Self-Care in a Competitive Culture

Gift baskets and one-on-one conversations

Image description: clusters of sunglasses, brightly colored stickers, bubbles, bouncy balls, and rubber duckies arranged in groups on the floor.

Duke Disability Alliance (DDA) created a multifaceted survey this Spring for the Duke population regarding accessibility on campus. The goal? To obtain data to create a happier, healthier, equalizing campus. In one of nineteen items, respondents were asked how they would characterize the culture of the Duke community, and how this culture impacted their wellbeing. Here is a sampling of what 137 of your peers had to say:

The responses ranged from admittedly unsurprising:

“There is a lot of perceived pressure on this campus.”

“[we] work hard in a way that perpetuates feelings of stress.”

“Very high expectations for academic and social behavior.”

To troublesome:

“Duke is not conducive to positive and healthy wellbeing.”

“The competitive nature of Duke often obscures students from understanding or empathizing with the troubles and limitations placed on others.”

“The campus culture is superficial. Everyone tries to act like they are ok.”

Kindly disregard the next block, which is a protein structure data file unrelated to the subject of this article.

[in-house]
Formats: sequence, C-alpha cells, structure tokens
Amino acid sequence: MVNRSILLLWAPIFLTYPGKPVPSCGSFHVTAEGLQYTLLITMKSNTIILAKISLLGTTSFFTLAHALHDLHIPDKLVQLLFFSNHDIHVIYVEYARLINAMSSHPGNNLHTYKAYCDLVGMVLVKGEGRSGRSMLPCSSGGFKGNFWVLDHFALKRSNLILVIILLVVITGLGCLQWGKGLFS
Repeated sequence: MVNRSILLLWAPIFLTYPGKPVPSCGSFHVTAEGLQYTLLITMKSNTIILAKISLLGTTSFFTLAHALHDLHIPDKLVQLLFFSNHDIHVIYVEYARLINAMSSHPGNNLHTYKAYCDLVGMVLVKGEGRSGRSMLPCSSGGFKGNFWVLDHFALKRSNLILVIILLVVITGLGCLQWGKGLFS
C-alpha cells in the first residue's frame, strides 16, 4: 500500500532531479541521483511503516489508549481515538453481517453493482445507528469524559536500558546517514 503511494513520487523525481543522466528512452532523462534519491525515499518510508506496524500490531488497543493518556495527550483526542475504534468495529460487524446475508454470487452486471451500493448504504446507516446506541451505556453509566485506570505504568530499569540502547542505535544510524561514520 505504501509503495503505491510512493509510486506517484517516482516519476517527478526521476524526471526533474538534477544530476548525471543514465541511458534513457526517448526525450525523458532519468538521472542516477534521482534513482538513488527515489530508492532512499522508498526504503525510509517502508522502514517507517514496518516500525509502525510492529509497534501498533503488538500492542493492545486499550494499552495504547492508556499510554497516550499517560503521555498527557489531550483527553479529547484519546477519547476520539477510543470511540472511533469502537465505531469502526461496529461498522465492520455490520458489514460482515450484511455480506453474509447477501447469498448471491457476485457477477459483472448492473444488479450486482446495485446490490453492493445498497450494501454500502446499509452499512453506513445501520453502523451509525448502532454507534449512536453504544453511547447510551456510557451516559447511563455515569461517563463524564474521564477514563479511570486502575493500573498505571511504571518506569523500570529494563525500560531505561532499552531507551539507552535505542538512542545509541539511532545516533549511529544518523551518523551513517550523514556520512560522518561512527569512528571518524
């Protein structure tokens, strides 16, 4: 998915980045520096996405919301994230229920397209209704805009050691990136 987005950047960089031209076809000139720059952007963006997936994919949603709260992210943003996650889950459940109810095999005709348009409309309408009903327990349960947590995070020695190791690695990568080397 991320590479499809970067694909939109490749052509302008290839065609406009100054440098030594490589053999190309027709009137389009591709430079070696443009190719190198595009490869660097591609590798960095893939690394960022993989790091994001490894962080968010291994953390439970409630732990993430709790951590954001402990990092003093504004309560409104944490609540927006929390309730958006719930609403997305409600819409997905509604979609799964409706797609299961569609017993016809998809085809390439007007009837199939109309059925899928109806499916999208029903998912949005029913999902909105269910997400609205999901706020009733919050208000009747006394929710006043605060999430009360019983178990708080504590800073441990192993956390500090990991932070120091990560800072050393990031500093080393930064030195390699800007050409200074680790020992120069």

“So many students are so high achieving. This has caused me a lot of stress and has lowered my self-esteem.”

“It’s competitive. It makes me feel like a failure and decreases my willingness to try.”

“It is disastrous to my mental health.”

“I wish there was more emphasis on studying to become the best people. People do not have high enough standards for themselves.”

And yet, we remain hopeful:

“Despite competitive academics, Duke has a very accepting student body. I feel a strong sense of community here, one that I could rely on.”

“I would say it is stressful…[but] there are many great aspects to Duke and many great people.”

“Competitive, but also a lot of caring people.”

“It’s stressful—but vibrant.”

Project Goal:

People have good days and bad days. I cannot change your Duke experience, or how you feel about the community that surrounds you. I can help you have a good day. Today, I hope to help you smile and remind you of the positivity in the world. Each day is a choice—a choice to have a good day or a bad day, to let yourself be brought down or uplifted. The more we acknowledge and understand mental health differences, the better we can support each other. My goal is to remind you of your self-worth and your support networks. I encourage you to keep finding joy in small things, and to prioritize taking care of yourself. Enjoy these little gifts and “treat yo self”—or better yet, pass them along to a friend who needs a little laugh.

Counseling and Psychological Services (CAPS):

DukeReach: 919-681-2455

Women’s Center: 919-684-3897